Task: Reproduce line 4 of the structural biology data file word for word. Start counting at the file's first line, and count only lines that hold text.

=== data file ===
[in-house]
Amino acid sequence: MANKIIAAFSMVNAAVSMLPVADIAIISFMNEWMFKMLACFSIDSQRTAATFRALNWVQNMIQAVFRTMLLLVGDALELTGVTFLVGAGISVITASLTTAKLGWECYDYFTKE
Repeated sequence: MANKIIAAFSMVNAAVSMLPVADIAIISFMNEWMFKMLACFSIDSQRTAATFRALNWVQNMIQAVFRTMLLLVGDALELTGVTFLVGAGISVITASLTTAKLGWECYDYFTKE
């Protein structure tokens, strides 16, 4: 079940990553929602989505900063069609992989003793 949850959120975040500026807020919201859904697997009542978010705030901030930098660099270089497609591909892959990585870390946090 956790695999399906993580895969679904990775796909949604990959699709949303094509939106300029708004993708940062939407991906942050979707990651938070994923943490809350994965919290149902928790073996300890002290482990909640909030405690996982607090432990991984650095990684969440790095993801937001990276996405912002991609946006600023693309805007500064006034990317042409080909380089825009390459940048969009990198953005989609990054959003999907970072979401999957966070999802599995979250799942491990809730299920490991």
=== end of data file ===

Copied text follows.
């Protein structure tokens, strides 16, 4: 079940990553929602989505900063069609992989003793 949850959120975040500026807020919201859904697997009542978010705030901030930098660099270089497609591909892959990585870390946090 956790695999399906993580895969679904990775796909949604990959699709949303094509939106300029708004993708940062939407991906942050979707990651938070994923943490809350994965919290149902928790073996300890002290482990909640909030405690996982607090432990991984650095990684969440790095993801937001990276996405912002991609946006600023693309805007500064006034990317042409080909380089825009390459940048969009990198953005989609990054959003999907970072979401999957966070999802599995979250799942491990809730299920490991």